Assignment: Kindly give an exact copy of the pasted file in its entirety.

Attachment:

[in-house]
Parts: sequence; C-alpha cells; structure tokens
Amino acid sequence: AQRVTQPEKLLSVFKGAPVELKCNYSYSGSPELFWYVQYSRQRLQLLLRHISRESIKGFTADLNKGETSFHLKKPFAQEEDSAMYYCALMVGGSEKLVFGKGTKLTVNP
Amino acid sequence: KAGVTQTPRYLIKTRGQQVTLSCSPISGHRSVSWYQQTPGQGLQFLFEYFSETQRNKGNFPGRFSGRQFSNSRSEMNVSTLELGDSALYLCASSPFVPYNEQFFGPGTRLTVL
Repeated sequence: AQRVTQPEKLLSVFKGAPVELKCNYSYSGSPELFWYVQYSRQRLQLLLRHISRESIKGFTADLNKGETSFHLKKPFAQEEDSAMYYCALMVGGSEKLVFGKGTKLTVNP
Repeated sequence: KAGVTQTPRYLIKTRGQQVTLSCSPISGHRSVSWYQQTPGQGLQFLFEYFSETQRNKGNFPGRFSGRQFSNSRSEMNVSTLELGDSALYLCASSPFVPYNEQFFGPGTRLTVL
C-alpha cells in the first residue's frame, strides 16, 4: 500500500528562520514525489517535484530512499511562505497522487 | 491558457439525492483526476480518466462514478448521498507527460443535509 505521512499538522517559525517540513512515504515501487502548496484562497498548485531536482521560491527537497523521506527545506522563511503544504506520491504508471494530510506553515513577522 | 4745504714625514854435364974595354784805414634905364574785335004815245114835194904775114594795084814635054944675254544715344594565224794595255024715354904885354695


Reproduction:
[in-house]
Parts: sequence; C-alpha cells; structure tokens
Amino acid sequence: AQRVTQPEKLLSVFKGAPVELKCNYSYSGSPELFWYVQYSRQRLQLLLRHISRESIKGFTADLNKGETSFHLKKPFAQEEDSAMYYCALMVGGSEKLVFGKGTKLTVNP
Amino acid sequence: KAGVTQTPRYLIKTRGQQVTLSCSPISGHRSVSWYQQTPGQGLQFLFEYFSETQRNKGNFPGRFSGRQFSNSRSEMNVSTLELGDSALYLCASSPFVPYNEQFFGPGTRLTVL
Repeated sequence: AQRVTQPEKLLSVFKGAPVELKCNYSYSGSPELFWYVQYSRQRLQLLLRHISRESIKGFTADLNKGETSFHLKKPFAQEEDSAMYYCALMVGGSEKLVFGKGTKLTVNP
Repeated sequence: KAGVTQTPRYLIKTRGQQVTLSCSPISGHRSVSWYQQTPGQGLQFLFEYFSETQRNKGNFPGRFSGRQFSNSRSEMNVSTLELGDSALYLCASSPFVPYNEQFFGPGTRLTVL
C-alpha cells in the first residue's frame, strides 16, 4: 500500500528562520514525489517535484530512499511562505497522487 | 491558457439525492483526476480518466462514478448521498507527460443535509 505521512499538522517559525517540513512515504515501487502548496484562497498548485531536482521560491527537497523521506527545506522563511503544504506520491504508471494530510506553515513577522 | 4745504714625514854435364974595354784805414634905364574785335004815245114835194904775114594795084814635054944675254544715344594565224794595255024715354904885354695